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22nd Legislative Policy Day Explores Digital Justice in Syracuse University’s Backyard
To get a better sense of the dimensions and consequences of the “digital divide” in the Syracuse area, consider these sobering statistics:
- One in six Onondaga County households do not have access to broadband, and three of 10 City of Syracuse households do not have a broadband connection.
- One in three school-aged children in Syracuse do not have adequate internet access in their homes.
- One in three Black and Latinx Syracusans, and two out of five Indigenous Syracusans, do not have broadband access.
The numbers are about the same or worse across New York State, where half of the state’s 1.43 million households with incomes below $25,000 do not have a broadband connection, according to extensive research conducted for a report on New York’s Digital Divide.
To examine the digital divide and its entanglement with various forms of systemic inequality in the Syracuse area, Falk College’s School of Social Work hosted the 22nd James L. Stone Legislative Policy Day on April 22 in the Onondaga County Legislative Chambers at the Onondaga County Courthouse in downtown Syracuse.
The symposium, “Achieving Digital Justice in Our Backyard,” started with greetings from James Crowley, chairman of the Onondaga County Legislature, followed by the keynote address from New York State Sen. Rachel May, “An Introduction to the Legislative Process–How to be an Effective Advocate.” Syracuse Deputy Mayor Sharon Owens, other community leaders, representatives from citizen organizations, librarians, social workers, planners and local government officials served on several panels exploring various means of addressing this critical issue.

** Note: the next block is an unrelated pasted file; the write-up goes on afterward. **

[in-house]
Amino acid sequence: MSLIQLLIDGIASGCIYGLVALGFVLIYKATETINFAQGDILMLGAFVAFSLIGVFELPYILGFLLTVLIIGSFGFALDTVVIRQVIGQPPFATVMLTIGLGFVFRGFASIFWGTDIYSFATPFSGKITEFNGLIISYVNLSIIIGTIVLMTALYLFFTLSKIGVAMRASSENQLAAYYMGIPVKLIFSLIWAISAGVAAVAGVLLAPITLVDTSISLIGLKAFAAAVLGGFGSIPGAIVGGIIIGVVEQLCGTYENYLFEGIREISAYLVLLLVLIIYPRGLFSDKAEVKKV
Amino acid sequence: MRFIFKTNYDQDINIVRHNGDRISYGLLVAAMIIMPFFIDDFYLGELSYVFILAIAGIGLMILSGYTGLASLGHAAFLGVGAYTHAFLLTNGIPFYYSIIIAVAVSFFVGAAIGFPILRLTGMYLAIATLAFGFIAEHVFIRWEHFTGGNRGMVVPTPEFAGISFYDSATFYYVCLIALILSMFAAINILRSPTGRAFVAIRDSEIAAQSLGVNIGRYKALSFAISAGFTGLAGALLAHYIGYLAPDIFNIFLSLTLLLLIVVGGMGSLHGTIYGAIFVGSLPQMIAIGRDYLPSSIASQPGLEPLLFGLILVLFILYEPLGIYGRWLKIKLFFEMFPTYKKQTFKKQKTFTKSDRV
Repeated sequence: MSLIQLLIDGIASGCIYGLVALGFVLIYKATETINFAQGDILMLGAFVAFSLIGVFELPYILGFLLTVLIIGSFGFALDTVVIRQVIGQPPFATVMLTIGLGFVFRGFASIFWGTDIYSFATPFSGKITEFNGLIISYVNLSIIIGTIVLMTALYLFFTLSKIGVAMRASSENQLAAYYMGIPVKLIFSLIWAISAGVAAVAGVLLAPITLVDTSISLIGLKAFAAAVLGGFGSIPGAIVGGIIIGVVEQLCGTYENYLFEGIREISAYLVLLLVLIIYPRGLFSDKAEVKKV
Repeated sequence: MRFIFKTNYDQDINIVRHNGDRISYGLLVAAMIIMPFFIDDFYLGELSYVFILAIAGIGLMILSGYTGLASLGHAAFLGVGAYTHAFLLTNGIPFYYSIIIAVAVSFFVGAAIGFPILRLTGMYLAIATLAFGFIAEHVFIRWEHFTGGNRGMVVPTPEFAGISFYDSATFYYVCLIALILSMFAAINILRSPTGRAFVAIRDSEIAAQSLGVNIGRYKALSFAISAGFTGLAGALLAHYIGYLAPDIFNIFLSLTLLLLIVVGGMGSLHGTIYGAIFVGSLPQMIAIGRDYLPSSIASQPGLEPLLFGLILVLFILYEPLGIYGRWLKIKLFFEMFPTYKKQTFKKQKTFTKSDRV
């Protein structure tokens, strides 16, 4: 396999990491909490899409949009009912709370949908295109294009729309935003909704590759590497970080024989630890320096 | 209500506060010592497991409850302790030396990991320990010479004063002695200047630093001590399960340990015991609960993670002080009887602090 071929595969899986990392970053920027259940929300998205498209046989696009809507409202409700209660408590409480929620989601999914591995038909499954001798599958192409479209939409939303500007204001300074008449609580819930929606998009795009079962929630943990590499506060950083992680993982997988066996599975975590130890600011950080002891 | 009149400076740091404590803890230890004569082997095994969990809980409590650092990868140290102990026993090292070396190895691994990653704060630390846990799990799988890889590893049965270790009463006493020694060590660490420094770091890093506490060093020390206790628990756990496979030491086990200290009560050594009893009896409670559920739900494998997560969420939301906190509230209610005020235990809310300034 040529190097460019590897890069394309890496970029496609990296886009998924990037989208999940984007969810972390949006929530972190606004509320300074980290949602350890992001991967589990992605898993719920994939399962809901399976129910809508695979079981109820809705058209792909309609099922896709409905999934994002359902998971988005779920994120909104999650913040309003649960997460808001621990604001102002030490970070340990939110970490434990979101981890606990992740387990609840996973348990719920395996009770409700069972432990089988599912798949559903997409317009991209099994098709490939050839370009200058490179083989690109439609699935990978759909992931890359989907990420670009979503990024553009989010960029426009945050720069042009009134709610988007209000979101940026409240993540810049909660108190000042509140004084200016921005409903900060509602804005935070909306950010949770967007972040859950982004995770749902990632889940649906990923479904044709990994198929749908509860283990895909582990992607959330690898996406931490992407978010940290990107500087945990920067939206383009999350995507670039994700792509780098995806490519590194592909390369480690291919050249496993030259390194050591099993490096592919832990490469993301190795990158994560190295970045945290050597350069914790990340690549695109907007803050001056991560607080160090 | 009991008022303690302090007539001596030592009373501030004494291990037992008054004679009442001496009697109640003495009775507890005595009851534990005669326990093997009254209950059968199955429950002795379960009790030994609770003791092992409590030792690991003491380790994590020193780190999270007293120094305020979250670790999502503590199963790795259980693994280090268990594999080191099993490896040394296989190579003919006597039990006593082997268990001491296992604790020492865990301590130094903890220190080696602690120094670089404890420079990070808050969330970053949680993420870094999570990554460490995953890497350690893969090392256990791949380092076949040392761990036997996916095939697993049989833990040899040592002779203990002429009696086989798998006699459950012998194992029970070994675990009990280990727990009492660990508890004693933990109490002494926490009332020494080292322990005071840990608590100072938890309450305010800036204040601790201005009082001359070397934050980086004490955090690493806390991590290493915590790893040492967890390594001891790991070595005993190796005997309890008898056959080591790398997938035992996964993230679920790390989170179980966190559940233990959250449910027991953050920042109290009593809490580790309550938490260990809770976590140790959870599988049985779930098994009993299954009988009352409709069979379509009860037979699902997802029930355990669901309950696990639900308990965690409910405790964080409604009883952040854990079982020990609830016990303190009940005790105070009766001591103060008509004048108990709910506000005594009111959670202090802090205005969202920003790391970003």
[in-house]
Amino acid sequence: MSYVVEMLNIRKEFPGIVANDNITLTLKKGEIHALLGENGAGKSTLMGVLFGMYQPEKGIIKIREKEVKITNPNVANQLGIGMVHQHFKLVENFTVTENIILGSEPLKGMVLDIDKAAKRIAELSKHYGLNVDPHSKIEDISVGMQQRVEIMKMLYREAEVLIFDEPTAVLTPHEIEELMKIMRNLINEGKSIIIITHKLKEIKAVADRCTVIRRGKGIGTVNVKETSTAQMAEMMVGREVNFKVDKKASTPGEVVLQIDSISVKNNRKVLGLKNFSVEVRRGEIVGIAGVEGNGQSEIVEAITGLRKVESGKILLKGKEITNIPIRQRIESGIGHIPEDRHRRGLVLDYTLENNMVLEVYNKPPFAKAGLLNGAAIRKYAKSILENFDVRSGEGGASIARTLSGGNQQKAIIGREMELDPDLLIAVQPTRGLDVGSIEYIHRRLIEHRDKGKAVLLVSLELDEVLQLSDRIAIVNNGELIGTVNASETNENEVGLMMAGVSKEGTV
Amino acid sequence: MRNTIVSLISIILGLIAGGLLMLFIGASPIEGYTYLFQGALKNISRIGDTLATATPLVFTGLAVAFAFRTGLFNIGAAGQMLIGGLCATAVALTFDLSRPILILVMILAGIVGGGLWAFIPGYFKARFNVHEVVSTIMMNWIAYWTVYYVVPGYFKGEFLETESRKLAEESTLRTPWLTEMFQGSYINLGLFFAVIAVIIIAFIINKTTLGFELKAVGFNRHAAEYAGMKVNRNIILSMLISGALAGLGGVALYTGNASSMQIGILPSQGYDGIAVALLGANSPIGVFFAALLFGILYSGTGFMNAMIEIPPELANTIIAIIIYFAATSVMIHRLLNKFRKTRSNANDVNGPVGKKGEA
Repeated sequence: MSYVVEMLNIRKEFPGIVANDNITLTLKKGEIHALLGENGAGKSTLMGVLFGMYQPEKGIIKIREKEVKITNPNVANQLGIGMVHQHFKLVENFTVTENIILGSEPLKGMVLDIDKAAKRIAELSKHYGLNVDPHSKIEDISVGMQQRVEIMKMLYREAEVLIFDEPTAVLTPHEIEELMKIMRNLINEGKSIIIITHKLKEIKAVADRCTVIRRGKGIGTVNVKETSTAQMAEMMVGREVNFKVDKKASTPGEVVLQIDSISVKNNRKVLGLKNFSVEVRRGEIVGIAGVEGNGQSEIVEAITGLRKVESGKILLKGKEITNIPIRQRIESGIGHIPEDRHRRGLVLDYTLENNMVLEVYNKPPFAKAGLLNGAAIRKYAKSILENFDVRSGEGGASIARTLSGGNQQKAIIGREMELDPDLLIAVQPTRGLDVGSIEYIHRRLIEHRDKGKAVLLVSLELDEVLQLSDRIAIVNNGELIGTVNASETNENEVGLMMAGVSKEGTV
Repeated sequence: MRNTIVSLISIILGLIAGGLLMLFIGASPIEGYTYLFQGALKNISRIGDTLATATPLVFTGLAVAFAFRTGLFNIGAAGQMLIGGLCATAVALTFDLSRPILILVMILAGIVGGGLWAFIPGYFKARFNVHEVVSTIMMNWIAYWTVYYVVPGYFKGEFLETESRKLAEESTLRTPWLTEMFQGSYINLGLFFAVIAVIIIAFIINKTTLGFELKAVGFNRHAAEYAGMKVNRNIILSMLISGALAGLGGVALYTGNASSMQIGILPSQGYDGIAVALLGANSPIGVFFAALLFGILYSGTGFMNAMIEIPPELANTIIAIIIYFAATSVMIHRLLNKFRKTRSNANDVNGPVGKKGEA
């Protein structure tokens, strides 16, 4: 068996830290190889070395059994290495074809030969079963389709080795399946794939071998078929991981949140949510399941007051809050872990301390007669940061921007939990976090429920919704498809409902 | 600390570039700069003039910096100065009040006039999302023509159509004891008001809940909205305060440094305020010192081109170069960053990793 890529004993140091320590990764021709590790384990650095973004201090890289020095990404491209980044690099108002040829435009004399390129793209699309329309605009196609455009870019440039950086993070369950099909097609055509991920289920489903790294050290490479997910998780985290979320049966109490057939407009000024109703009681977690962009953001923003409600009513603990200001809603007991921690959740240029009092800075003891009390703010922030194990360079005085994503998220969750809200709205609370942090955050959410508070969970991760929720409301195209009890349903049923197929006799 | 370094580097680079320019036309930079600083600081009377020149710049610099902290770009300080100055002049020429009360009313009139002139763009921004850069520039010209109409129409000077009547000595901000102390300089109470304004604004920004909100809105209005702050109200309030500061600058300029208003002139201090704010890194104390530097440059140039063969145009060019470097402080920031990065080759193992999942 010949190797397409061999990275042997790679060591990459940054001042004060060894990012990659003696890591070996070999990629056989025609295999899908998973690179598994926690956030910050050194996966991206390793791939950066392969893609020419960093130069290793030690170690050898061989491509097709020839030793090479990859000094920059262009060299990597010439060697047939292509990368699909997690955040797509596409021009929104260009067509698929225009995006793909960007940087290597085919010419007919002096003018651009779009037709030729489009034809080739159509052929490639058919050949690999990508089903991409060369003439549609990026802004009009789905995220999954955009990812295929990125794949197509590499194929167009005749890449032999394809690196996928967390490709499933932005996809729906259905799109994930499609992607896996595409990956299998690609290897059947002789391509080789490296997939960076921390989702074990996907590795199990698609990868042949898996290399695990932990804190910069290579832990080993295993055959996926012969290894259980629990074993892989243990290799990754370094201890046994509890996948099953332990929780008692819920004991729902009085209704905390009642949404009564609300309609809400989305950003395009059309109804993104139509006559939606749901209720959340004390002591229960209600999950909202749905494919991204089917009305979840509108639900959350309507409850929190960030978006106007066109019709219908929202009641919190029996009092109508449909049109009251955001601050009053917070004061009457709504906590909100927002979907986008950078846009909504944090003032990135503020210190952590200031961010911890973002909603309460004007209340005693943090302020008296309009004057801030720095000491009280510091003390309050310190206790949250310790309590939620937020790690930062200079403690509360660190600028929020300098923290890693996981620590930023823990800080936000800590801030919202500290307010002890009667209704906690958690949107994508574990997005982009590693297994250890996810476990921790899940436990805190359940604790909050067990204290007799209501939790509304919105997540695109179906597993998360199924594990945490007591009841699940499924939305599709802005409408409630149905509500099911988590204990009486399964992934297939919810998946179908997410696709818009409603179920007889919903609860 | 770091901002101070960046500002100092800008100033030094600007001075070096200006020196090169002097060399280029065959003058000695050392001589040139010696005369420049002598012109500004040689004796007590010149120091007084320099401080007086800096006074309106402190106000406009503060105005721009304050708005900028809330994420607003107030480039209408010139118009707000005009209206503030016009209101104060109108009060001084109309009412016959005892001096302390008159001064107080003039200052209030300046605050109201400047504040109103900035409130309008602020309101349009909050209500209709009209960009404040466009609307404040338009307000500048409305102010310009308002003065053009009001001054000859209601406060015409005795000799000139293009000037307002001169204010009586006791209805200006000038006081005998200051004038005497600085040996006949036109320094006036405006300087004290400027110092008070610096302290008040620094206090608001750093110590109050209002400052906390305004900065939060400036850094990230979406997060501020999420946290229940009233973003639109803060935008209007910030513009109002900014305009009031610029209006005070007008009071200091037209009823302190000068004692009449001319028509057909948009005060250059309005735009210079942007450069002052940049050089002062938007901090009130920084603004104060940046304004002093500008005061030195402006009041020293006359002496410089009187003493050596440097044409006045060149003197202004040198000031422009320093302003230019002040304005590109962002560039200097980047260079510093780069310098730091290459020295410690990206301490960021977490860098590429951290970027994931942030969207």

The audience included mostly first-year School of Social Work graduate students, undergraduates in their final year majoring in social work, Falk faculty and service providers.
“I was surprised to learn that such a large portion of Syracuse residents don’t have internet access,” says master of social work (M.S.W.) student Jacqueline Allen ’23. “The implications of this are rather large when thinking about how our world has changed since the COVID-19 pandemic. Internet access has become a necessity, and a source of connection and opportunities.”
David Nagle ’24, an M.S.W. student and graduate assistant, worked with School of Social Work Professor Eric Kingson to organize the event, which was the first Legislative Policy Day since the outbreak of the COVID-19 pandemic in 2020. Nagle says it was important to select a policy topic that reflected the impact of the pandemic.
“The pandemic accelerated a transition to remote learning, commerce and work that has elevated the issue of the digital divide for communities and policymakers,” he says. “Now, two years later, the pandemic recovery marks a specific moment in time where there needs to be a significant commitment among leaders in Syracuse to address digital access.”
Nagle say the symposium’s panel discussions created an opportunity for students to observe the policymaking process in action and have an immediate opportunity to advocate for changes. For example, the final panel discussion focused on what has been done locally to address the divide and considered the next steps for achieving digital access and justice in Syracuse and its surrounding communities.